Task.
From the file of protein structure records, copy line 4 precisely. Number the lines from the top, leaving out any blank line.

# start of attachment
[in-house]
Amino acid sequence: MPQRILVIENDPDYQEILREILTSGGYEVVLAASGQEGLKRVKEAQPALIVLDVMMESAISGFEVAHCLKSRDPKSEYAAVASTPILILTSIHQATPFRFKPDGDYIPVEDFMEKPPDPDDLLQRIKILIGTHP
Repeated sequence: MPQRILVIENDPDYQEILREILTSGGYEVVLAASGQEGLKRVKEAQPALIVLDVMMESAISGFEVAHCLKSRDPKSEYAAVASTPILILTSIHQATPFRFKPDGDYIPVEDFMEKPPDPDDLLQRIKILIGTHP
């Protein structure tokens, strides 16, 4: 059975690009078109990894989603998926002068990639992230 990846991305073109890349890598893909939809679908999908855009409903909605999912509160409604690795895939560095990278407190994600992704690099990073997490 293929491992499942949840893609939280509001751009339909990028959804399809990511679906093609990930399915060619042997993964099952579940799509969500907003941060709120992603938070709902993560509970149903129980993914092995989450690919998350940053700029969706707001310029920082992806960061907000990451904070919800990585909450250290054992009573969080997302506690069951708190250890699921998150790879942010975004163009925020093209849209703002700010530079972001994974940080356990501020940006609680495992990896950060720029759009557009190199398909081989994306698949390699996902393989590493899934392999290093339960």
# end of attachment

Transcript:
């Protein structure tokens, strides 16, 4: 059975690009078109990894989603998926002068990639992230 990846991305073109890349890598893909939809679908999908855009409903909605999912509160409604690795895939560095990278407190994600992704690099990073997490 293929491992499942949840893609939280509001751009339909990028959804399809990511679906093609990930399915060619042997993964099952579940799509969500907003941060709120992603938070709902993560509970149903129980993914092995989450690919998350940053700029969706707001310029920082992806960061907000990451904070919800990585909450250290054992009573969080997302506690069951708190250890699921998150790879942010975004163009925020093209849209703002700010530079972001994974940080356990501020940006609680495992990896950060720029759009557009190199398909081989994306698949390699996902393989590493899934392999290093339960």